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Best practices for content optimisation

At a time when user experience is in the spotlight of search engine optimisation, and search engines’ algorithms and systems are AI-powered, SEO content optimisation practices should be focused on really understanding what users need and providing quality and valuable information that will allow them to fulfil their search goals.

Over the past few years, Google has been working on improving its search algorithm and ranking systems with the goal to fight spam and improve the search results. Even though recently there were certain concerns with the quality of the search results (mainly AI Overviews), Google still does its job well and is still the most-used search engine in the world. It will certainly keep improving its search quality and fight spam to maintain this position.

So, how can you ensure that your content is high quality according to Google’s guidelines? Are there any tools you can use in order to do so? How can you really understand users and offer the most suitable content for their needs?

In this blog post, I will briefly walk you through some of the most important concepts Google has introduced to improve the quality of the search results and how you can incorporate them when creating content. However, if you want to read more and expand your knowledge, you can find a much more in-depth analysis in my latest guide about on-page optimisation. 😊

Helpful content systems and people-first content

In 2022, Google launched “helpful content systems” as part of its core algorithm with the main goal of better surfacing helpful content in the search results.

Google’s ranking systems use many different factors to identify and rank quality content, based on what seems to be the most helpful for the user. It is important to put an emphasis on two words here: quality and helpful.

  • Helpful content is reliable information that is primarily created to benefit people, not to gain search engine rankings.
  • Quality content is accurate, reliable and relevant for the target audience.

To help webmasters create helpful and quality content, Google provided a list of questions that can be used to assess the content quality, as well as whether the content is helpful and created for people. Webmasters should especially use these if their website is hit by a core update, because this could mean their content is not in line with the best practices and Google’s quality guidelines. You can find these questions on Google Search Central and they are also listed in my guide.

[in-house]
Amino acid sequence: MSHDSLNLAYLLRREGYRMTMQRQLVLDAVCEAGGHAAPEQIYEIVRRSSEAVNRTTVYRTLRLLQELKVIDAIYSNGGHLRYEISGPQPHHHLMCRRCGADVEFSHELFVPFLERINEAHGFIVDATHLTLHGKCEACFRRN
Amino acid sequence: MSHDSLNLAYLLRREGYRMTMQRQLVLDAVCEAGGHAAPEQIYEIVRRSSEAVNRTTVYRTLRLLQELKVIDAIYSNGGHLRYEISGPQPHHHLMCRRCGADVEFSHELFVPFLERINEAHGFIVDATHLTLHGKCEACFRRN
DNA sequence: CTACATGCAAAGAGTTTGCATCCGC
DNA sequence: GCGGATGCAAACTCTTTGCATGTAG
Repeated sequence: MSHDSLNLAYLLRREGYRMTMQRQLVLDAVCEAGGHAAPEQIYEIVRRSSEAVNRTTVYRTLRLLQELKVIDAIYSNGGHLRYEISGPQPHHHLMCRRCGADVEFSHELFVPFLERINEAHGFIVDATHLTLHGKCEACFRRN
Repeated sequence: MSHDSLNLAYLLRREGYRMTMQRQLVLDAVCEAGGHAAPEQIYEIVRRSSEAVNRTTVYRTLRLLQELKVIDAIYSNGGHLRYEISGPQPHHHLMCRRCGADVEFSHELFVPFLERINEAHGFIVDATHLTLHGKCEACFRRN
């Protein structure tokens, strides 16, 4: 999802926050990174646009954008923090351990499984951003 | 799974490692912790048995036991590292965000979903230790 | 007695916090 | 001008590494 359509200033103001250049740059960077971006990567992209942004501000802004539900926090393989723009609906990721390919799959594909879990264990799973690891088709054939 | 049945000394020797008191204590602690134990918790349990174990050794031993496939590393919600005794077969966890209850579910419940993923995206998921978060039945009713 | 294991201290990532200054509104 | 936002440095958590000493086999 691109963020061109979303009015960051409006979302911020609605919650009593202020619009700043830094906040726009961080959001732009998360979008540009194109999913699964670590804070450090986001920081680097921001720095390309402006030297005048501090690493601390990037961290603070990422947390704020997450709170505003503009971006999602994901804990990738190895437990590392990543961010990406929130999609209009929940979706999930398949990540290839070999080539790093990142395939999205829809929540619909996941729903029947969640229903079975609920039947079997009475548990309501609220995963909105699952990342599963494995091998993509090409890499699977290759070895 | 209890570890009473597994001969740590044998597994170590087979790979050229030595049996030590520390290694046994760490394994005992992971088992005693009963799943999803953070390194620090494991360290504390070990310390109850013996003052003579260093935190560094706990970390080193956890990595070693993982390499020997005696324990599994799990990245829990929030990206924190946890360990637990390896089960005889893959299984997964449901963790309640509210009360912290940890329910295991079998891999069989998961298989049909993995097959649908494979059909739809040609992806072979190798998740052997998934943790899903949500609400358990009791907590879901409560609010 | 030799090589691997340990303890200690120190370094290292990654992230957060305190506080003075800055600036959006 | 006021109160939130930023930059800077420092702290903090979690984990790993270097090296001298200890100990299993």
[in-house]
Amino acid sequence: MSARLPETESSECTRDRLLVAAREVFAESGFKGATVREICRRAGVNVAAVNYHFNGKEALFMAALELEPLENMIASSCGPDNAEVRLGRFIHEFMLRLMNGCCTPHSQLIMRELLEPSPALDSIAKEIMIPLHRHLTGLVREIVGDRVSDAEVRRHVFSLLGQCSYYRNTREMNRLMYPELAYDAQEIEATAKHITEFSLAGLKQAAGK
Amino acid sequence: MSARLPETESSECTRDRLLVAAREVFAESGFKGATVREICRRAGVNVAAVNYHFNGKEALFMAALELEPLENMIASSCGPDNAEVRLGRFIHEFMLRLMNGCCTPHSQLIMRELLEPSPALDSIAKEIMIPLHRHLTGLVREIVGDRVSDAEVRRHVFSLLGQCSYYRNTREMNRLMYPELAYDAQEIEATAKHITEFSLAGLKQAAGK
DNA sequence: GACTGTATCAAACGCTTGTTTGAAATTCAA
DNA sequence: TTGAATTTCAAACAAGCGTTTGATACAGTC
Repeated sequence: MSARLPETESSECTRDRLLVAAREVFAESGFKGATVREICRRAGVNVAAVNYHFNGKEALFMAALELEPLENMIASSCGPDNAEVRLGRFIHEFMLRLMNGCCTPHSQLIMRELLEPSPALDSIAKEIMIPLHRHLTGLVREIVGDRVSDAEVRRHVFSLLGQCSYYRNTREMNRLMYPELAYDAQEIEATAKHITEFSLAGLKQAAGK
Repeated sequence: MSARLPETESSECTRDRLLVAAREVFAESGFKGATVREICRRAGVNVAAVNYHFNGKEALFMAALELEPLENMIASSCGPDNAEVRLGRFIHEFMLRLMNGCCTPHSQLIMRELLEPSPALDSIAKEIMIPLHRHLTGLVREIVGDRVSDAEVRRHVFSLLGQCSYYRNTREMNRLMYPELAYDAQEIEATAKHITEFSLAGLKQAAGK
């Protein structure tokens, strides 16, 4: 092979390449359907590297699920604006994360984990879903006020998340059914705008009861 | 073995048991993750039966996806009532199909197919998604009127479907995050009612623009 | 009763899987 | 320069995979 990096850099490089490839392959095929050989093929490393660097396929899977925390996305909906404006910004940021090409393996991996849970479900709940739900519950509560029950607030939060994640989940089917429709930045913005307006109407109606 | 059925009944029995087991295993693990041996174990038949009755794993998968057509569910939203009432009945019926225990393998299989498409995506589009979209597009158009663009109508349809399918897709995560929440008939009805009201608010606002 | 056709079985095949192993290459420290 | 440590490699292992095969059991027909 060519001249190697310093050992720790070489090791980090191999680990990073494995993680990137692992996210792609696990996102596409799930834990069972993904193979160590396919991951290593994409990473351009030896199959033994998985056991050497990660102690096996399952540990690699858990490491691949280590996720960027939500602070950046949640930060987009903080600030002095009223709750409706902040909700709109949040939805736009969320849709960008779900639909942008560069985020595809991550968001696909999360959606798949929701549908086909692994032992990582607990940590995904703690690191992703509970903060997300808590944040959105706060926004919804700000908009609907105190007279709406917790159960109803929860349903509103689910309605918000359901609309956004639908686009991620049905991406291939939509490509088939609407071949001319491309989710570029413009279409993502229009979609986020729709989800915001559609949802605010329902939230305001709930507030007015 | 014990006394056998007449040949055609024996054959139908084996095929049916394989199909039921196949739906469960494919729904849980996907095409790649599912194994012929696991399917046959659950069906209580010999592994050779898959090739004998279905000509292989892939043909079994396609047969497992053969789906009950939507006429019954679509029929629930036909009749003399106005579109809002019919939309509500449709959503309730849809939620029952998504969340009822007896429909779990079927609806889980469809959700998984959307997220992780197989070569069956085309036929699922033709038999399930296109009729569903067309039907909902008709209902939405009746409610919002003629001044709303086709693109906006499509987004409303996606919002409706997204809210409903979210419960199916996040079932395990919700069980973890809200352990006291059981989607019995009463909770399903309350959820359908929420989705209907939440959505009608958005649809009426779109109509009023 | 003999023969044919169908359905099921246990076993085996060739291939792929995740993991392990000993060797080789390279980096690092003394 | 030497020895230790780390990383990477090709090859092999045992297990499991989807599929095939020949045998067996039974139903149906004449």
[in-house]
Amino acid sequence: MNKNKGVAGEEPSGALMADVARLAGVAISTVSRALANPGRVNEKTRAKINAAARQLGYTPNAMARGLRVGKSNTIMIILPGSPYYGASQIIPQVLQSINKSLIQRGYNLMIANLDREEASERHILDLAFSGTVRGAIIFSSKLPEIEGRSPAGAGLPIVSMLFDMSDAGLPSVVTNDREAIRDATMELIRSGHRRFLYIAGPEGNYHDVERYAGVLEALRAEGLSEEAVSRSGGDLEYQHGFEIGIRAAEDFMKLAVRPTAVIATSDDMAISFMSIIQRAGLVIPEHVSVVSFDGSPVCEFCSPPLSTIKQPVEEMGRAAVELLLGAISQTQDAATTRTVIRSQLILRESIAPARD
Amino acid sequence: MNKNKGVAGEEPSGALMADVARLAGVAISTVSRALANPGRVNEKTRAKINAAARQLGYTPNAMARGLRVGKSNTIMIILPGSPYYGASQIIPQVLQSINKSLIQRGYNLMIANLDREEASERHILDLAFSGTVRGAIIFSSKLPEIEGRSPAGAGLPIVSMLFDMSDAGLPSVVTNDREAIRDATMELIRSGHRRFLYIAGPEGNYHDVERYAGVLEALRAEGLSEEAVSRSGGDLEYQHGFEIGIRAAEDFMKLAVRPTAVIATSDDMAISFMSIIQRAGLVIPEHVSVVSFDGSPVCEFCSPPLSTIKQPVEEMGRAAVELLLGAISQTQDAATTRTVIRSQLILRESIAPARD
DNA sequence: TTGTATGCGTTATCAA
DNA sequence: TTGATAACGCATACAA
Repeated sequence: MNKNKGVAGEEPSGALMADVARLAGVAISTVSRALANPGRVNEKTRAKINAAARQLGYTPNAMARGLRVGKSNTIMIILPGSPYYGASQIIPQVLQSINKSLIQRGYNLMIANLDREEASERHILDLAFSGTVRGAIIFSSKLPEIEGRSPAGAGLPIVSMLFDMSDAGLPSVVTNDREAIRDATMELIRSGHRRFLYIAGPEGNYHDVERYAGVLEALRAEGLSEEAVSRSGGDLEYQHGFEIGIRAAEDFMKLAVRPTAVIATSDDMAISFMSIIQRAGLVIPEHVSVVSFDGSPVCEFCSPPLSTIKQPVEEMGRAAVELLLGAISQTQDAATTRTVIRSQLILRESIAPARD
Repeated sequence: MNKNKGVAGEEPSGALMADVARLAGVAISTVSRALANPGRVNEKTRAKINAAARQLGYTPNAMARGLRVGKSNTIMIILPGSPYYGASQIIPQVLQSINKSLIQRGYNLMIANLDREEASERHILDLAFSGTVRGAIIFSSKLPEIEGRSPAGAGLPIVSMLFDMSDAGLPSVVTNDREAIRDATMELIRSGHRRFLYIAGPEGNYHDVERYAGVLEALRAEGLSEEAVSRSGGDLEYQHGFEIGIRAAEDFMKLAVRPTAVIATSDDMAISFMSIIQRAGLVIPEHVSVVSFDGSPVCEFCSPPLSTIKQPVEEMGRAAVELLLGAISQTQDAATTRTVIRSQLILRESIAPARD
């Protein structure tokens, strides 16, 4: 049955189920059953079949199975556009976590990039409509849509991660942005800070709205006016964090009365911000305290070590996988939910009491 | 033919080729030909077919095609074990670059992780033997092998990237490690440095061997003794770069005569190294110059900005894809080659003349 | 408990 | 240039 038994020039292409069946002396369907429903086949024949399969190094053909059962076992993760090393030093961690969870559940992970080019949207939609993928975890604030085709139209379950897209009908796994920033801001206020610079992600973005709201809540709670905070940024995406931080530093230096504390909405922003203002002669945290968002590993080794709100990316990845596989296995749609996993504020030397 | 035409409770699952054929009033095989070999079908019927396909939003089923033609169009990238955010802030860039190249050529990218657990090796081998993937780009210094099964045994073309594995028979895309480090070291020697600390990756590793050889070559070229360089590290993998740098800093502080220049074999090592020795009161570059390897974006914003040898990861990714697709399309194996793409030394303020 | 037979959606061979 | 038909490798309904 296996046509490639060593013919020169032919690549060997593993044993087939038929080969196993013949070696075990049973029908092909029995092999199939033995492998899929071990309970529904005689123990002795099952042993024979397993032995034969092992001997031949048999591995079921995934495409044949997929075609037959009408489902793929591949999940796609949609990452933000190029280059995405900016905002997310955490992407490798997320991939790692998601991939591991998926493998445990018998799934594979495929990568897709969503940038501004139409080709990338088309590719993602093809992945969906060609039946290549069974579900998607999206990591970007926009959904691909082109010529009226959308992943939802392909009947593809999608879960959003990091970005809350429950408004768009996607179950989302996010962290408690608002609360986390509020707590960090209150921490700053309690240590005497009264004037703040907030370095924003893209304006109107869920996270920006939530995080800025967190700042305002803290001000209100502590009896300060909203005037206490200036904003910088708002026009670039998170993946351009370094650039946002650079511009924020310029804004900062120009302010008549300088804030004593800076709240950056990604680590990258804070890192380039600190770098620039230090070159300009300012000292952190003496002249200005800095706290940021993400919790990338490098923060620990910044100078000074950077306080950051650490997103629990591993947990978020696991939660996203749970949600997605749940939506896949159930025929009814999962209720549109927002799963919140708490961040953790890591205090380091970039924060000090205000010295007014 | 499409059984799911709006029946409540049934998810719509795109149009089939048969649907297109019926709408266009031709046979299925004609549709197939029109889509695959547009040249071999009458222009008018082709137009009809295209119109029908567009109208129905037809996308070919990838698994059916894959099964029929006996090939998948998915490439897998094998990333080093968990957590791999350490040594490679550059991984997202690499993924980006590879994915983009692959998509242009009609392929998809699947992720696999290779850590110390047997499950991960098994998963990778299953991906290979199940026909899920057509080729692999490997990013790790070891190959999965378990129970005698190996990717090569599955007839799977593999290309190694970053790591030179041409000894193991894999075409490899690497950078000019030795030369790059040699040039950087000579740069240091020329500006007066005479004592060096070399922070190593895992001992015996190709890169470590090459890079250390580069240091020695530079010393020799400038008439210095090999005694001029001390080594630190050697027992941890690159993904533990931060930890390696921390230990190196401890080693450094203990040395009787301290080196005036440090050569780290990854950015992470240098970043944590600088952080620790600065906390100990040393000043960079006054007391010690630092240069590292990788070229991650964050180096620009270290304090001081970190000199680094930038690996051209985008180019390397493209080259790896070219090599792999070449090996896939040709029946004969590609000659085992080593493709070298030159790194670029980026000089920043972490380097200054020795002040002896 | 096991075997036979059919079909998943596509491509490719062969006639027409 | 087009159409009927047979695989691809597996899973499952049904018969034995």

One piece of advice I particularly like when it comes to content helpfulness and quality is to ask people around you what they think of your website and content. The best feedback is feedback from real users!


Google created the E-E-A-T framework (expertise, experience, authoritativeness and trustworthiness) as a set of criteria that helps it ensure the quality of content on the web. The framework is used by human quality raters, who, following the guidelines, assess the quality of pages in Google’s search results and decide which content is the most helpful for users.

Although not a direct ranking factor, E-E-A-T criteria is a signal and content with good E-E-A-T is given more weight in the search results. By establishing E-E-A-T, Google made sure that there is a set of guidelines that can be used by the quality raters when assessing the search results, because, as it states: “Search results should provide authoritative and trustworthy information, not lead people astray with misleading content.”

Raters determine the page quality score by looking at the main content (MC) quality, reviewing the information available about the website and the creator, and researching the online reputation of the website and content creator.

To help webmasters understand the framework and what kind of content Google is looking to surface in the search results, it created Search Quality Raters Guidelines. Search Quality Raters Guidelines offer information about what is considered to be a low-quality page, based on the assessment of different page elements and sections. You can refer to these guidelines when writing your content, and along with the “helpful content” questionnaire, you can make sure you are providing quality and useful information to the user.